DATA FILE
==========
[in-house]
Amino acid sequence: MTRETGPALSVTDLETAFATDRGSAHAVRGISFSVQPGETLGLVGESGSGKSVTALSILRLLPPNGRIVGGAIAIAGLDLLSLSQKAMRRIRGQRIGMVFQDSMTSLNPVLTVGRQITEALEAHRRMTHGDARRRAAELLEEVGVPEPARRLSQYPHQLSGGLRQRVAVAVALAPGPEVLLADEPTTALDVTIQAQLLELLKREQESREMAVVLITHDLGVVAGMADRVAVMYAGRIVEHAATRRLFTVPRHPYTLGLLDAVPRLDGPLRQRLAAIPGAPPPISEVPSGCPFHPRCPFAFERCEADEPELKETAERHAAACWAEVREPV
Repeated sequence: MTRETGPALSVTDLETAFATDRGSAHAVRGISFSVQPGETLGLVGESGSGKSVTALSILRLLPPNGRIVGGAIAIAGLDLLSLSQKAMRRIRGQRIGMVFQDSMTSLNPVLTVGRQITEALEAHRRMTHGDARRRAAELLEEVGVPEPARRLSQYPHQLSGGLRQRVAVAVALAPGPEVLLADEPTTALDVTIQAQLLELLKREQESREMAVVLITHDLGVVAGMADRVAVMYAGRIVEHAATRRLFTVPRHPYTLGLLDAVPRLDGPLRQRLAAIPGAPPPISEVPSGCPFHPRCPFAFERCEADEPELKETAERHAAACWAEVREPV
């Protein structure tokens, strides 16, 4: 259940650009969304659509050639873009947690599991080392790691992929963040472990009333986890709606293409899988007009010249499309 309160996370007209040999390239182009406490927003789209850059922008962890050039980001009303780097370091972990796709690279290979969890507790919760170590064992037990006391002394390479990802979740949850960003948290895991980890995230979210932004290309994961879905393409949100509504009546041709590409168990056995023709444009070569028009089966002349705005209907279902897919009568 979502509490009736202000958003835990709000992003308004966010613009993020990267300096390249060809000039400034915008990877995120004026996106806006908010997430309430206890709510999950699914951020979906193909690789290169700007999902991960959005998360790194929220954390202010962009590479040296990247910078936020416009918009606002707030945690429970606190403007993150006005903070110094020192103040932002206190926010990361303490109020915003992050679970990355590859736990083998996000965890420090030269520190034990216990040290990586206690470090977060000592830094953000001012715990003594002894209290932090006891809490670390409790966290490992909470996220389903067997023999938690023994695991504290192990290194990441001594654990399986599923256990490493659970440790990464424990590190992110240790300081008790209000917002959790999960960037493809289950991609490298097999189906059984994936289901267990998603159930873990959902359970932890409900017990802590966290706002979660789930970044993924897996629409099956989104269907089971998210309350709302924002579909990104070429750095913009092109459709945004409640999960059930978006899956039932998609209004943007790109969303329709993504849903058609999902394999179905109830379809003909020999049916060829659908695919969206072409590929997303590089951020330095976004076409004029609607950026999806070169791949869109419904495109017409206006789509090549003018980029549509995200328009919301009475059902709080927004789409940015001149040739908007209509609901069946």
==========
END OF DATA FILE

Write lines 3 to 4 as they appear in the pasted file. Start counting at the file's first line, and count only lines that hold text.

Repeated sequence: MTRETGPALSVTDLETAFATDRGSAHAVRGISFSVQPGETLGLVGESGSGKSVTALSILRLLPPNGRIVGGAIAIAGLDLLSLSQKAMRRIRGQRIGMVFQDSMTSLNPVLTVGRQITEALEAHRRMTHGDARRRAAELLEEVGVPEPARRLSQYPHQLSGGLRQRVAVAVALAPGPEVLLADEPTTALDVTIQAQLLELLKREQESREMAVVLITHDLGVVAGMADRVAVMYAGRIVEHAATRRLFTVPRHPYTLGLLDAVPRLDGPLRQRLAAIPGAPPPISEVPSGCPFHPRCPFAFERCEADEPELKETAERHAAACWAEVREPV
């Protein structure tokens, strides 16, 4: 259940650009969304659509050639873009947690599991080392790691992929963040472990009333986890709606293409899988007009010249499309 309160996370007209040999390239182009406490927003789209850059922008962890050039980001009303780097370091972990796709690279290979969890507790919760170590064992037990006391002394390479990802979740949850960003948290895991980890995230979210932004290309994961879905393409949100509504009546041709590409168990056995023709444009070569028009089966002349705005209907279902897919009568 979502509490009736202000958003835990709000992003308004966010613009993020990267300096390249060809000039400034915008990877995120004026996106806006908010997430309430206890709510999950699914951020979906193909690789290169700007999902991960959005998360790194929220954390202010962009590479040296990247910078936020416009918009606002707030945690429970606190403007993150006005903070110094020192103040932002206190926010990361303490109020915003992050679970990355590859736990083998996000965890420090030269520190034990216990040290990586206690470090977060000592830094953000001012715990003594002894209290932090006891809490670390409790966290490992909470996220389903067997023999938690023994695991504290192990290194990441001594654990399986599923256990490493659970440790990464424990590190992110240790300081008790209000917002959790999960960037493809289950991609490298097999189906059984994936289901267990998603159930873990959902359970932890409900017990802590966290706002979660789930970044993924897996629409099956989104269907089971998210309350709302924002579909990104070429750095913009092109459709945004409640999960059930978006899956039932998609209004943007790109969303329709993504849903058609999902394999179905109830379809003909020999049916060829659908695919969206072409590929997303590089951020330095976004076409004029609607950026999806070169791949869109419904495109017409206006789509090549003018980029549509995200328009919301009475059902709080927004789409940015001149040739908007209509609901069946």